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Estate Planning When You're Young, Healthy and Childless

You can put off most estate planning-but not all-til later.

What are you doing reading about estate planning? You're supposed to out dancing until dawn. But you might as well keep reading; this won't take long.At your age, there's not much need to put a lot of energy into estate planning. Unless your lifestyle is unusually risky or you have a serious illness, you're very unlikely to die for a long, long time. Still, there are just a few estate planning matters it wouldn't hurt to think about.

Estate Planning for Unmarried Partners

Without the right estate planning, your partner could be left out in the cold.

If you've got a life partner but no marriage (or civil union or domestic partnership) certificate, estate planning is a must. Without it, neither of you will inherit from each other-and neither of you will have a say in the other's end-of-life medical care.

Don't Jeopardize a Beneficiary's Eligibility for Government Benefits

If you want to steer money to a beneficiary with special needs, be very careful. Anyone who receives more than a small cash gift will lose important government assistance-for example, Medicaid coverage that's crucial for a beneficiary who will never have a job that offers health insurance. Under current law in most states, you cannot receive Supplemental Security Income or Medicaid if you have more than $2,000 in "countable" assets (not all assets are counted for purposes of eligibility).

So you've been named Executor....

If you find yourself named in a will as the executor of someone's estate, your new role may feel overwhelming. After all, being an executor is something that most of us do only once or twice in a lifetime, and of course there's a learning curve before we're really comfortable with the process. The world of probate courts, lawyers, wills, and legal documents is unfamiliar and can be intimidating.

What Happens if You Die Without A Will?

If you die intestate (without a will), your state's laws of descent and distribution will determine who receives your property by default. These laws vary from state to state, but typically the distribution would be to your spouse and children, or if none, to other family members. A state's plan often reflects the legislature's guess as to how most people would dispose of their estates and builds in protections for certain beneficiaries, particularly minor children. That plan may or may not reflect your actual wishes, and some of the built-in protections may not be necessary in a harmonious family setting. A will allows you to alter the state's default plan to suit your personal preferences. It also permits you to exercise control over a myriad of personal decisions that broad and general state default provisions cannot address.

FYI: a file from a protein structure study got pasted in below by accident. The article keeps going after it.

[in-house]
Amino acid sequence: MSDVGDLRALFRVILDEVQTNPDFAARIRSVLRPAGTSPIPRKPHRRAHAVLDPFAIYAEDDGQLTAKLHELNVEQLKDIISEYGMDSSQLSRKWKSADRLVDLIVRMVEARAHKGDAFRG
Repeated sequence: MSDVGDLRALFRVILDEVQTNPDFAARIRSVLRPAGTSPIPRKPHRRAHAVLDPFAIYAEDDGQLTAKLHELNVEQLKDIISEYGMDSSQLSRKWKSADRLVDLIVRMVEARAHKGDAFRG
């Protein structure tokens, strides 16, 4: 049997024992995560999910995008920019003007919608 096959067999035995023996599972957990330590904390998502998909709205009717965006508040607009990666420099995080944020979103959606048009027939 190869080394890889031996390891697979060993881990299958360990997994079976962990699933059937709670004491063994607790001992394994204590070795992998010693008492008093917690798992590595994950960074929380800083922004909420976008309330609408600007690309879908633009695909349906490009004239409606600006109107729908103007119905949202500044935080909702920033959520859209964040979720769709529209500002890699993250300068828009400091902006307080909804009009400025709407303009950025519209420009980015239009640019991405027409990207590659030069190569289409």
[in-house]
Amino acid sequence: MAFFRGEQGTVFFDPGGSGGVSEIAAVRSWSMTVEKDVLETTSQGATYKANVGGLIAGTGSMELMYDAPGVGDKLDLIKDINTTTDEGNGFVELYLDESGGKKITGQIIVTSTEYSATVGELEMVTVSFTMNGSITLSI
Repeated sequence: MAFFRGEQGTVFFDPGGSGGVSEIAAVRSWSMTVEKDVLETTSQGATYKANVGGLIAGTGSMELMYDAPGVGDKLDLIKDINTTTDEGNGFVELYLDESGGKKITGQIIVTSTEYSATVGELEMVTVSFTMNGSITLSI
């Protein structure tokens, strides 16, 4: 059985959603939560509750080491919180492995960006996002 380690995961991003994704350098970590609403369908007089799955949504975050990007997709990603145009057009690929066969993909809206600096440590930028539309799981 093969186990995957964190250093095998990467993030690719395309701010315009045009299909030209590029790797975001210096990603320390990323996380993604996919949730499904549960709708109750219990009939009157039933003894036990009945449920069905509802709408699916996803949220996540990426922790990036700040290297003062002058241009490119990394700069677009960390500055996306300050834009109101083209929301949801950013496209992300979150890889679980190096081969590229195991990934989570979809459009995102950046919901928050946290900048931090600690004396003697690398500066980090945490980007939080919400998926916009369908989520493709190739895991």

What is estate planning anyway?

Estate planning is the process by which an individual or family arranges the transfer of assets in anticipation of death. An estate plan aims to preserve the maximum amount of wealth possible for the intended beneficiaries and flexibility for the individual prior to death. A major concern for drafters of estate plans is federal and state tax law.

Moving to a New State? Take a Look at Your Estate Plan

If you move, should you throw out your estate planning documents?

If you move to another state, do you need to throw out your estate planning documents-your will, trust, living will (advance directive), and powers of attorney? A lot of effort probably went into the preparation of those documents (and a lot of money, if you hired a lawyer to draft them). You probably don't want to start over from scratch.

How to protect beneficiaries from themselves.

Billionaire Warren Buffett was famously quoted as saying that when it came to leaving your children money, the sweet spot is "enough money so that they would feel they could do anything, but not so much that they could do nothing."Few of us need to worry about leaving our kids so much that they could comfortably choose to do nothing. But many middle-class parents do worry that certain of their children (or grandchildren) might squander an inheritance on drugs or gambling, make bad financial decisions, or be manipulated by a spouse. Some decide to cut out these problem children entirely, fearing that an inheritance would only make things worse.But there are many options that fall between the two extremes of simply leaving money with no strings attached and leaving nothing. If you are concerned that any inheritance you leave your adult offspring could be quickly wasted, here are some steps you can take.

Per Stirpes or Per Capita?

If you name more than one beneficiary-for example, you name your two children-then you may be asked to specify whether you want them to inherit "per stirpes" or "per capita."Say what? First of all, know that It won't make a difference unless a beneficiary dies before you do and you don't update your beneficiary designations.It's easiest to understand these terms by looking at an example. Let's say you name your spouse as primary beneficiary and your two daughters as alternates. Both daughters have children of their own. Now let's say that by the time you die, both your spouse and one of your daughters have died. Your daughter left three children.

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